I know. The word Christ is held in highest esteem by Christians, so what could be more arrogant than for an atheist to show up at a church and object to its use? First, I don’t object to others using it. Second, the order of service states that “All are welcome.” Third, in the words of one of the priests, “the service exists, for those for whom the traditional ‘father, son, holy spirit’ language just doesn’t work.” As I see it, a group of laypeople designed Circle Service with the stated intention of total inclusivity, but then erected a barrier to everyone who doesn’t revere Jesus. While it’s true that they would be fine with me transposing the word Christ to mean light, love, harmony, or oneness, the truth is that only Christians could make such a transposition. When I think of Christ, I think of a world in which millions of non-Christians—and even Christianshave been abused, oppressed, tortured, and murdered by people who acted in his name, so to imagine that I—or any non-Christian who attaches importance to words—can take the name of the founder of the Christian religion and translate it into something worthy of reverence is fanciful.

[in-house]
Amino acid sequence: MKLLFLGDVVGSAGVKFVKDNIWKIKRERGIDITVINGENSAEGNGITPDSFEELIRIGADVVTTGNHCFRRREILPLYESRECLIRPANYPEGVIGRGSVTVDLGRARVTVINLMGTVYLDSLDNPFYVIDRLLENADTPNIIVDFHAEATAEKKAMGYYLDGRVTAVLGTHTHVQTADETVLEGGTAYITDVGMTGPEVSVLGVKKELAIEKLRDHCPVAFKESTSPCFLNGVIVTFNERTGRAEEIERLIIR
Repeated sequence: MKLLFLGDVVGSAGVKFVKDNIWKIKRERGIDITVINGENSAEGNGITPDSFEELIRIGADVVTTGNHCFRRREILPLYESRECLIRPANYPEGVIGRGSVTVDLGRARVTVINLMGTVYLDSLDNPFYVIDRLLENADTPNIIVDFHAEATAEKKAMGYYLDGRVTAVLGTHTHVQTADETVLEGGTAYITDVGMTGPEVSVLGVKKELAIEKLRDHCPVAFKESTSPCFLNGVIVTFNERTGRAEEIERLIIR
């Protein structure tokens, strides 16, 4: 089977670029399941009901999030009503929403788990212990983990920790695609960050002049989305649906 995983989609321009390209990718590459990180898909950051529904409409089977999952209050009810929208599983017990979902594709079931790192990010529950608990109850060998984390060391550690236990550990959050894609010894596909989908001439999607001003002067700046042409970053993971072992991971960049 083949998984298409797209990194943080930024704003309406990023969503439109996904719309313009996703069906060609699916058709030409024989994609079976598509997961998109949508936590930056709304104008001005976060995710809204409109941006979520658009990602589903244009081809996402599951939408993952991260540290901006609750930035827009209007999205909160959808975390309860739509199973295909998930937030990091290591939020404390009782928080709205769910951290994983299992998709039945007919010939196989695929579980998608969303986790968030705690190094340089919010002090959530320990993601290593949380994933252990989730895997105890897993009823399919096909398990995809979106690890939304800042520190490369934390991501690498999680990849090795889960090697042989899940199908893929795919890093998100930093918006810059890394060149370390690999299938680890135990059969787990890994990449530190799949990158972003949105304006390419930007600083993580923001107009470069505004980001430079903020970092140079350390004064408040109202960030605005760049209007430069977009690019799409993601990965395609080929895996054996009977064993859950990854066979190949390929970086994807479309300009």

I now eat fish, but for years I was a vegetarian. One night, a friend who knew I was a vegetarian invited me to supper, put a bowl of chicken soup before me (it was a one-dish meal), and, when I objected, said, “You can take the chicken out, can’t you?” I said nothing more about it because he was an elderly, lifelong meat eater in a rural area containing nothing but lifelong meat eaters, and I wanted to assume that he was acting out of ignorance. As often happens when I go out of my way to avoid conflict by putting a less condemnatory spin on someone’s questionable behavior, I later realized that he almost surely hadn’t been that ignorant. I concluded that he most likely saw the consumption of animals as something that normal people did, and vegetarianism as a needlessly annoying eccentricity that he wasn’t about to accommodate even when he invited a vegetarian to dinner. Likewise, I’m being invited to communion at St. Mary’s, only to find that my acceptance of the invitation requires that I say words I don’t believe—words that NO non-Christian believes. Only Moslems say “Mohammed is here,” and only Christians say “Christ is here.” The people who create the Circle Service surely realize this, or at least they would if they thought about it.